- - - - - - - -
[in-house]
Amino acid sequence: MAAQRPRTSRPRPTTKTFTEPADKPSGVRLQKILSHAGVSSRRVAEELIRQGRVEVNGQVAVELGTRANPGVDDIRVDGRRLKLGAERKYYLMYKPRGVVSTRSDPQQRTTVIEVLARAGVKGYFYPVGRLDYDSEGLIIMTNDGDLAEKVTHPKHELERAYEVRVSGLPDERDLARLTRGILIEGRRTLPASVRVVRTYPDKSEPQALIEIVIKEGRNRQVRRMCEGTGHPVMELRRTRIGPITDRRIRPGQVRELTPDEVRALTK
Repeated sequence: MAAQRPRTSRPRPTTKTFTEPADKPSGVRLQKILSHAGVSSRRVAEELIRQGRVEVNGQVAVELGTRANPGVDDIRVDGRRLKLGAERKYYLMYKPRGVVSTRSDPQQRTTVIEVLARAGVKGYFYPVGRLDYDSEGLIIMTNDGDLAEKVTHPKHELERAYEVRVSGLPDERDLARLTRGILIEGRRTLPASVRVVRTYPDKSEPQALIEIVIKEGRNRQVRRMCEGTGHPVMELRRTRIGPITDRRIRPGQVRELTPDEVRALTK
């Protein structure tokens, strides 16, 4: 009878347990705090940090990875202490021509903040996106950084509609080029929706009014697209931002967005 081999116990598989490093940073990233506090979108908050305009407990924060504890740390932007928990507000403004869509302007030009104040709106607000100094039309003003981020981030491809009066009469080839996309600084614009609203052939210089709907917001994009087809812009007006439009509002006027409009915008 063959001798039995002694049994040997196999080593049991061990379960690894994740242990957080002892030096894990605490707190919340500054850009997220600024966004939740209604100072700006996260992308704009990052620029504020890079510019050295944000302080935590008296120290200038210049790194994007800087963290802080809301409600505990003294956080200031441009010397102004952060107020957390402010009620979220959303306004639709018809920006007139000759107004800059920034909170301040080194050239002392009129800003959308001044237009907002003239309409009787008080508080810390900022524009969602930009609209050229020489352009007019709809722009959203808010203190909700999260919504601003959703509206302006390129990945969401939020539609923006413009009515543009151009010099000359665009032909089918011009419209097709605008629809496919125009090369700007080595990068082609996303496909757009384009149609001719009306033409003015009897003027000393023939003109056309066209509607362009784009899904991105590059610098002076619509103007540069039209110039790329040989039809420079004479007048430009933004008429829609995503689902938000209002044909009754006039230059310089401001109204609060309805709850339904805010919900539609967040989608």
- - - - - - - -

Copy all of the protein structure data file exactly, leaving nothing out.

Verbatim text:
[in-house]
Amino acid sequence: MAAQRPRTSRPRPTTKTFTEPADKPSGVRLQKILSHAGVSSRRVAEELIRQGRVEVNGQVAVELGTRANPGVDDIRVDGRRLKLGAERKYYLMYKPRGVVSTRSDPQQRTTVIEVLARAGVKGYFYPVGRLDYDSEGLIIMTNDGDLAEKVTHPKHELERAYEVRVSGLPDERDLARLTRGILIEGRRTLPASVRVVRTYPDKSEPQALIEIVIKEGRNRQVRRMCEGTGHPVMELRRTRIGPITDRRIRPGQVRELTPDEVRALTK
Repeated sequence: MAAQRPRTSRPRPTTKTFTEPADKPSGVRLQKILSHAGVSSRRVAEELIRQGRVEVNGQVAVELGTRANPGVDDIRVDGRRLKLGAERKYYLMYKPRGVVSTRSDPQQRTTVIEVLARAGVKGYFYPVGRLDYDSEGLIIMTNDGDLAEKVTHPKHELERAYEVRVSGLPDERDLARLTRGILIEGRRTLPASVRVVRTYPDKSEPQALIEIVIKEGRNRQVRRMCEGTGHPVMELRRTRIGPITDRRIRPGQVRELTPDEVRALTK
């Protein structure tokens, strides 16, 4: 009878347990705090940090990875202490021509903040996106950084509609080029929706009014697209931002967005 081999116990598989490093940073990233506090979108908050305009407990924060504890740390932007928990507000403004869509302007030009104040709106607000100094039309003003981020981030491809009066009469080839996309600084614009609203052939210089709907917001994009087809812009007006439009509002006027409009915008 063959001798039995002694049994040997196999080593049991061990379960690894994740242990957080002892030096894990605490707190919340500054850009997220600024966004939740209604100072700006996260992308704009990052620029504020890079510019050295944000302080935590008296120290200038210049790194994007800087963290802080809301409600505990003294956080200031441009010397102004952060107020957390402010009620979220959303306004639709018809920006007139000759107004800059920034909170301040080194050239002392009129800003959308001044237009907002003239309409009787008080508080810390900022524009969602930009609209050229020489352009007019709809722009959203808010203190909700999260919504601003959703509206302006390129990945969401939020539609923006413009009515543009151009010099000359665009032909089918011009419209097709605008629809496919125009090369700007080595990068082609996303496909757009384009149609001719009306033409003015009897003027000393023939003109056309066209509607362009784009899904991105590059610098002076619509103007540069039209110039790329040989039809420079004479007048430009933004008429829609995503689902938000209002044909009754006039230059310089401001109204609060309805709850339904805010919900539609967040989608």